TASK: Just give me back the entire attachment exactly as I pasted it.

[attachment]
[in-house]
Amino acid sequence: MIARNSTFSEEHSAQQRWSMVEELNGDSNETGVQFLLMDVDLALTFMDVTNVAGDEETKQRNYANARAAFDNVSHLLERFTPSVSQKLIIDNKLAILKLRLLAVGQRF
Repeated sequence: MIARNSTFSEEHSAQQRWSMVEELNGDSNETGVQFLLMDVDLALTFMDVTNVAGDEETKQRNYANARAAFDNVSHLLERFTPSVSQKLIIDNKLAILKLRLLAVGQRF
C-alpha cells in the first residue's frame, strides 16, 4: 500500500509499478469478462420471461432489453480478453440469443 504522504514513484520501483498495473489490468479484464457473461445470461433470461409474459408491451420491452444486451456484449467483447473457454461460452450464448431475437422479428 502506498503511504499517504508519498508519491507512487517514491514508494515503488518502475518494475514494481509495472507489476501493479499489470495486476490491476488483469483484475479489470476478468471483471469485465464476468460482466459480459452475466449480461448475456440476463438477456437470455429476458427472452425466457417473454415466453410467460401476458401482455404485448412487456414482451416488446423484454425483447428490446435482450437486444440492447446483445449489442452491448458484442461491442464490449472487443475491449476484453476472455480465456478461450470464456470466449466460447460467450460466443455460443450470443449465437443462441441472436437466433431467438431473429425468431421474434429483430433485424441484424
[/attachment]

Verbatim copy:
[in-house]
Amino acid sequence: MIARNSTFSEEHSAQQRWSMVEELNGDSNETGVQFLLMDVDLALTFMDVTNVAGDEETKQRNYANARAAFDNVSHLLERFTPSVSQKLIIDNKLAILKLRLLAVGQRF
Repeated sequence: MIARNSTFSEEHSAQQRWSMVEELNGDSNETGVQFLLMDVDLALTFMDVTNVAGDEETKQRNYANARAAFDNVSHLLERFTPSVSQKLIIDNKLAILKLRLLAVGQRF
C-alpha cells in the first residue's frame, strides 16, 4: 500500500509499478469478462420471461432489453480478453440469443 504522504514513484520501483498495473489490468479484464457473461445470461433470461409474459408491451420491452444486451456484449467483447473457454461460452450464448431475437422479428 502506498503511504499517504508519498508519491507512487517514491514508494515503488518502475518494475514494481509495472507489476501493479499489470495486476490491476488483469483484475479489470476478468471483471469485465464476468460482466459480459452475466449480461448475456440476463438477456437470455429476458427472452425466457417473454415466453410467460401476458401482455404485448412487456414482451416488446423484454425483447428490446435482450437486444440492447446483445449489442452491448458484442461491442464490449472487443475491449476484453476472455480465456478461450470464456470466449466460447460467450460466443455460443450470443449465437443462441441472436437466433431467438431473429425468431421474434429483430433485424441484424